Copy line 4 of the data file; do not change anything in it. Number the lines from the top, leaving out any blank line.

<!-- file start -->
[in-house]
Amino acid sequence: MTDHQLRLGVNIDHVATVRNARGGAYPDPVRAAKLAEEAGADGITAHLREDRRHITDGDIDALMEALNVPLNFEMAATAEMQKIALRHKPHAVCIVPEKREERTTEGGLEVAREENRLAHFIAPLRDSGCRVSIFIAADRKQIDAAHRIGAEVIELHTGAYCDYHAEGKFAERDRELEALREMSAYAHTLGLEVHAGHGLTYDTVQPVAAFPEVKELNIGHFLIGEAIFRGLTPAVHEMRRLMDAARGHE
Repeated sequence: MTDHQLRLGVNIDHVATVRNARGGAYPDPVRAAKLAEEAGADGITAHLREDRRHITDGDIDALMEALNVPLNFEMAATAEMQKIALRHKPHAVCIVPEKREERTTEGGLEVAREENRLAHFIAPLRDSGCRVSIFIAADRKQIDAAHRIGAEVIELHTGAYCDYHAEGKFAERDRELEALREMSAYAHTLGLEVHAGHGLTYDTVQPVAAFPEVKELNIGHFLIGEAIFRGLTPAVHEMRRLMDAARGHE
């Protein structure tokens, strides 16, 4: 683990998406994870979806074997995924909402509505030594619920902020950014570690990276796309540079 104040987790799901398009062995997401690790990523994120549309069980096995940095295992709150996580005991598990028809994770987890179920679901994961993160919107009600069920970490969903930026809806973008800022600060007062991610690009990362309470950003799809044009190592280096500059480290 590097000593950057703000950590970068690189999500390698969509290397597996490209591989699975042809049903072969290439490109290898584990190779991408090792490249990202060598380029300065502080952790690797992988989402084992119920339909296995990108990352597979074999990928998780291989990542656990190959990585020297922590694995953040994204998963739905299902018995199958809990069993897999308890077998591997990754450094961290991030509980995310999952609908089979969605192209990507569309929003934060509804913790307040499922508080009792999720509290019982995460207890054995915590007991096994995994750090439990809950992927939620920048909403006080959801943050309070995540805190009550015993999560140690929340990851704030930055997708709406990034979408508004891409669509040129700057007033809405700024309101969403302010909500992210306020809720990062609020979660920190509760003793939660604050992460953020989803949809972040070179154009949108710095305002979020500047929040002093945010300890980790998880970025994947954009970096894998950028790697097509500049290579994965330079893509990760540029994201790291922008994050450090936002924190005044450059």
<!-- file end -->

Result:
């Protein structure tokens, strides 16, 4: 683990998406994870979806074997995924909402509505030594619920902020950014570690990276796309540079 104040987790799901398009062995997401690790990523994120549309069980096995940095295992709150996580005991598990028809994770987890179920679901994961993160919107009600069920970490969903930026809806973008800022600060007062991610690009990362309470950003799809044009190592280096500059480290 590097000593950057703000950590970068690189999500390698969509290397597996490209591989699975042809049903072969290439490109290898584990190779991408090792490249990202060598380029300065502080952790690797992988989402084992119920339909296995990108990352597979074999990928998780291989990542656990190959990585020297922590694995953040994204998963739905299902018995199958809990069993897999308890077998591997990754450094961290991030509980995310999952609908089979969605192209990507569309929003934060509804913790307040499922508080009792999720509290019982995460207890054995915590007991096994995994750090439990809950992927939620920048909403006080959801943050309070995540805190009550015993999560140690929340990851704030930055997708709406990034979408508004891409669509040129700057007033809405700024309101969403302010909500992210306020809720990062609020979660920190509760003793939660604050992460953020989803949809972040070179154009949108710095305002979020500047929040002093945010300890980790998880970025994947954009970096894998950028790697097509500049290579994965330079893509990760540029994201790291922008994050450090936002924190005044450059």